The role of women in church leadership is controversial; however, the Pentecostal tradition, and specifically the Assemblies of God, has held that women can serve at all levels of church leadership. There is no role that is off-limits to women. Citing their distinctive approach to theology, Pentecostals embrace women’s leadership in policy, but in practice, women are often frustrated by the lack of opportunity and representation in leadership roles. By exploring the rhetorical history, how Pentecostals talk about the role of women, the purpose of this book is to expose those rhetorical constraints that create dissonance and discontentment. This book explores how Pentecostals use and are used by language that shapes this dissonance and how that impacts the lived reality of both men and women in the Pentecostal tradition.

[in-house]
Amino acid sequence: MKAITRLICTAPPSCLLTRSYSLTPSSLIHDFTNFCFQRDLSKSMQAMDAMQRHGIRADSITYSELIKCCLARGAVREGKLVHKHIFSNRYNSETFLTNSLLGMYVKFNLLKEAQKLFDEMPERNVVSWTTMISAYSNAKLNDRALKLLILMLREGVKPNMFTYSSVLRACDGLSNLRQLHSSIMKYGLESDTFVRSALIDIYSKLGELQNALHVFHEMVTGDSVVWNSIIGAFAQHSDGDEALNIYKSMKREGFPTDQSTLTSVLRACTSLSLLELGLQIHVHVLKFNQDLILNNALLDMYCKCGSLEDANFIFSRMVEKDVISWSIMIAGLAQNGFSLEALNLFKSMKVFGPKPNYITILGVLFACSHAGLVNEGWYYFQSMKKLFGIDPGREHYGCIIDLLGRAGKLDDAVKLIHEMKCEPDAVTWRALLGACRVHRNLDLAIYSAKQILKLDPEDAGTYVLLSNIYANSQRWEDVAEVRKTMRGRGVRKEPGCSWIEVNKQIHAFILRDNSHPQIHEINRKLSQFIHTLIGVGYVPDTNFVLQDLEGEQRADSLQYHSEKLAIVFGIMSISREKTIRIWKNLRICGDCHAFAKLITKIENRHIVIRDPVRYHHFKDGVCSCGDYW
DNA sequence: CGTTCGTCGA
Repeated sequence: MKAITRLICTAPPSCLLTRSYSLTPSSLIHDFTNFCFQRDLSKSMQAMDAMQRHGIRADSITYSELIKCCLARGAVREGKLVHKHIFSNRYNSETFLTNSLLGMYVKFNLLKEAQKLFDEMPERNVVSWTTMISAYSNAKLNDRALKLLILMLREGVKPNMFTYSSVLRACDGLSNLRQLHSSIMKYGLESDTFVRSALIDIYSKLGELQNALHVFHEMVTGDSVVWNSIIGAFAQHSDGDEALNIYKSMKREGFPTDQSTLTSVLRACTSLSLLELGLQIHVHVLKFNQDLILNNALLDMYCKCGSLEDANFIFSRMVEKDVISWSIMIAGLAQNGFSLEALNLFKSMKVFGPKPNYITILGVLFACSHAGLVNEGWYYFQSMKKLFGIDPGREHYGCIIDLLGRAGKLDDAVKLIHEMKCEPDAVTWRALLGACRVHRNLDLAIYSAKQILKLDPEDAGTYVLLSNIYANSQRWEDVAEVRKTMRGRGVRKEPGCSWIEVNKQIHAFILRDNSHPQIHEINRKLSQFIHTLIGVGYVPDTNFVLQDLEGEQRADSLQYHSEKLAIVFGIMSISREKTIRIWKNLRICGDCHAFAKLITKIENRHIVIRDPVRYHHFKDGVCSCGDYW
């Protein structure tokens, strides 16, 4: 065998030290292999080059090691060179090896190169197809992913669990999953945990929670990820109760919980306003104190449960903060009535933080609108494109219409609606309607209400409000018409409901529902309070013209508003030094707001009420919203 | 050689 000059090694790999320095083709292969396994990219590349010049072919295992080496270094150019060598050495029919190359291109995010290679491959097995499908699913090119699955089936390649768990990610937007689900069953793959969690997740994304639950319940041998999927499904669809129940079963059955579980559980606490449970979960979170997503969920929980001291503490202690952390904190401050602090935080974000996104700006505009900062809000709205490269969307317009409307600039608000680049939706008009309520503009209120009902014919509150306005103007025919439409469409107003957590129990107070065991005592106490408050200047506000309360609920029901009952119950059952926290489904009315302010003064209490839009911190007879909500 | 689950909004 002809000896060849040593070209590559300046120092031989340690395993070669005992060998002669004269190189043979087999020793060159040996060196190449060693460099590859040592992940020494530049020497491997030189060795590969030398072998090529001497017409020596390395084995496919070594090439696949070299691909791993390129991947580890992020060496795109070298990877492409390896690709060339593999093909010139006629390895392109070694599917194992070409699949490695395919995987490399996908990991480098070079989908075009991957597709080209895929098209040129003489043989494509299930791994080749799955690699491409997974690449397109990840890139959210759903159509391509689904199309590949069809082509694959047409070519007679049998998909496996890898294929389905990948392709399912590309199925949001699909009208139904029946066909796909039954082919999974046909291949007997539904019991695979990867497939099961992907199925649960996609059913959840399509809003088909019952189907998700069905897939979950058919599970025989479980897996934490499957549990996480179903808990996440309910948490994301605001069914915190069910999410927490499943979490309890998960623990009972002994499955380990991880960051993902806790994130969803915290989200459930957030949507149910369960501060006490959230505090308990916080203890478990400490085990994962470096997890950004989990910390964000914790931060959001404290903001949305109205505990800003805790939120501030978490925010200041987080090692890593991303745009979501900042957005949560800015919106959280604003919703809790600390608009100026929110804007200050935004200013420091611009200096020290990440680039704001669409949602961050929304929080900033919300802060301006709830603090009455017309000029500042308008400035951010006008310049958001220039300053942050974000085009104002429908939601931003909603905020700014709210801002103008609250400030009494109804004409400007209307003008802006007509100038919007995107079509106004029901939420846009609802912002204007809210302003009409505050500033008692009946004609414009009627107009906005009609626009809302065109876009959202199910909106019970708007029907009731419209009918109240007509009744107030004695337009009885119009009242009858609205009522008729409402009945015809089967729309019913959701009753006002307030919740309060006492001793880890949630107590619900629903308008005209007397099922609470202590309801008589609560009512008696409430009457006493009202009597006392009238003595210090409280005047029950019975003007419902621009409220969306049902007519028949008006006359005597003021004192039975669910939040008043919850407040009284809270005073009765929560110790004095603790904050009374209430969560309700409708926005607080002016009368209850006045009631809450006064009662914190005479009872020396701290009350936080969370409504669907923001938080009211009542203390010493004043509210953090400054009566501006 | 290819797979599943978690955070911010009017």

“Words matter–especially in a tradition whose hallmarks, it can be argued, are inspired speech. Pentecostals live in a space defined by orality: ‘speaking in tongues,’ prophecy, exhortation, preaching, and the ‘call’ to ministry. Joy Qualls brings the importance of the rhetoric that both empowers and disempowers women in one Pentecostal denomination to the conversation, at a time when the voices of harassed and abused women have finally taken center-stage. Words matter.”
–Kimberly Ervin Alexander, Associate Professor of the History of Christianity, Regent University School of Divinity
Joy E. A. Qualls is Associate Professor and Department Chair of Communication Studies at Biola University. She is a sought after speaker and writer. Her work can be found in Influence Magazine and she is the author, along with Loralie Crabtree, of “Women as Assemblies of God Church Planters: Cultural Analysis and Strategy Formation,” in Women in Pentecostal and Charismatic Ministry: Informing a Dialogue on Gender, Church, and Ministry (edited by Margaret English de Alminana and Lois Olena).
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